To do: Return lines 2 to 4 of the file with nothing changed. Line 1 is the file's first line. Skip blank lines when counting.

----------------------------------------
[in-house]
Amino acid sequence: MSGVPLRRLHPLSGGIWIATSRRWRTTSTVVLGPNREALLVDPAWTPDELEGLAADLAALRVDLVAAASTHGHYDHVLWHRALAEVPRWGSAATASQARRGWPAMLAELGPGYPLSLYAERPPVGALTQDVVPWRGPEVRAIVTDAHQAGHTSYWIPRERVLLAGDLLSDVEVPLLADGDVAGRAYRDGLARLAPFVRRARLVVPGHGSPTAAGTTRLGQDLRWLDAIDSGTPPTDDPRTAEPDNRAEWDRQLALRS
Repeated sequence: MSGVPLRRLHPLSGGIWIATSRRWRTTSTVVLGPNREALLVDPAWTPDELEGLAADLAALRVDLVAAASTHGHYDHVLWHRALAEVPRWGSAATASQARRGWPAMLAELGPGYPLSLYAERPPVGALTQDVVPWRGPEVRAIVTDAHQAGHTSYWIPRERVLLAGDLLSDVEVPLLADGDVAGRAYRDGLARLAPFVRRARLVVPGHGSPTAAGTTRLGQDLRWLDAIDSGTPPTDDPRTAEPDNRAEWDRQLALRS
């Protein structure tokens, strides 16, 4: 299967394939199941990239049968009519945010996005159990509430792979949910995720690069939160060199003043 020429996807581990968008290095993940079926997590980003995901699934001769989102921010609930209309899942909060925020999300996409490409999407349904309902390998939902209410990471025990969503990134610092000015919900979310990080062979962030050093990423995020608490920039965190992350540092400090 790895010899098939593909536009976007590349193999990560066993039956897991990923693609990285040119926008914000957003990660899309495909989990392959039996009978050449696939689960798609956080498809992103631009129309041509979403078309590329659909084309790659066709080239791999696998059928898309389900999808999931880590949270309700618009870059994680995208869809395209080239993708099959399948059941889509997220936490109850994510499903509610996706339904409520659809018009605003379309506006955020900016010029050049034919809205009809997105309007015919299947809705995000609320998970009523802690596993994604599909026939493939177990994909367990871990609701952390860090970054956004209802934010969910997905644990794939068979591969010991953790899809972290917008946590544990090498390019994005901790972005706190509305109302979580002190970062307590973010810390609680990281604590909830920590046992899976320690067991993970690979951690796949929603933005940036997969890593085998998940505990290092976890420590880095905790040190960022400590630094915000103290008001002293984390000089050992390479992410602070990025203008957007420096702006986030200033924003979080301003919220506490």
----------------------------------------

Amino acid sequence: MSGVPLRRLHPLSGGIWIATSRRWRTTSTVVLGPNREALLVDPAWTPDELEGLAADLAALRVDLVAAASTHGHYDHVLWHRALAEVPRWGSAATASQARRGWPAMLAELGPGYPLSLYAERPPVGALTQDVVPWRGPEVRAIVTDAHQAGHTSYWIPRERVLLAGDLLSDVEVPLLADGDVAGRAYRDGLARLAPFVRRARLVVPGHGSPTAAGTTRLGQDLRWLDAIDSGTPPTDDPRTAEPDNRAEWDRQLALRS
Repeated sequence: MSGVPLRRLHPLSGGIWIATSRRWRTTSTVVLGPNREALLVDPAWTPDELEGLAADLAALRVDLVAAASTHGHYDHVLWHRALAEVPRWGSAATASQARRGWPAMLAELGPGYPLSLYAERPPVGALTQDVVPWRGPEVRAIVTDAHQAGHTSYWIPRERVLLAGDLLSDVEVPLLADGDVAGRAYRDGLARLAPFVRRARLVVPGHGSPTAAGTTRLGQDLRWLDAIDSGTPPTDDPRTAEPDNRAEWDRQLALRS
């Protein structure tokens, strides 16, 4: 299967394939199941990239049968009519945010996005159990509430792979949910995720690069939160060199003043 020429996807581990968008290095993940079926997590980003995901699934001769989102921010609930209309899942909060925020999300996409490409999407349904309902390998939902209410990471025990969503990134610092000015919900979310990080062979962030050093990423995020608490920039965190992350540092400090 790895010899098939593909536009976007590349193999990560066993039956897991990923693609990285040119926008914000957003990660899309495909989990392959039996009978050449696939689960798609956080498809992103631009129309041509979403078309590329659909084309790659066709080239791999696998059928898309389900999808999931880590949270309700618009870059994680995208869809395209080239993708099959399948059941889509997220936490109850994510499903509610996706339904409520659809018009605003379309506006955020900016010029050049034919809205009809997105309007015919299947809705995000609320998970009523802690596993994604599909026939493939177990994909367990871990609701952390860090970054956004209802934010969910997905644990794939068979591969010991953790899809972290917008946590544990090498390019994005901790972005706190509305109302979580002190970062307590973010810390609680990281604590909830920590046992899976320690067991993970690979951690796949929603933005940036997969890593085998998940505990290092976890420590880095905790040190960022400590630094915000103290008001002293984390000089050992390479992410602070990025203008957007420096702006986030200033924003979080301003919220506490």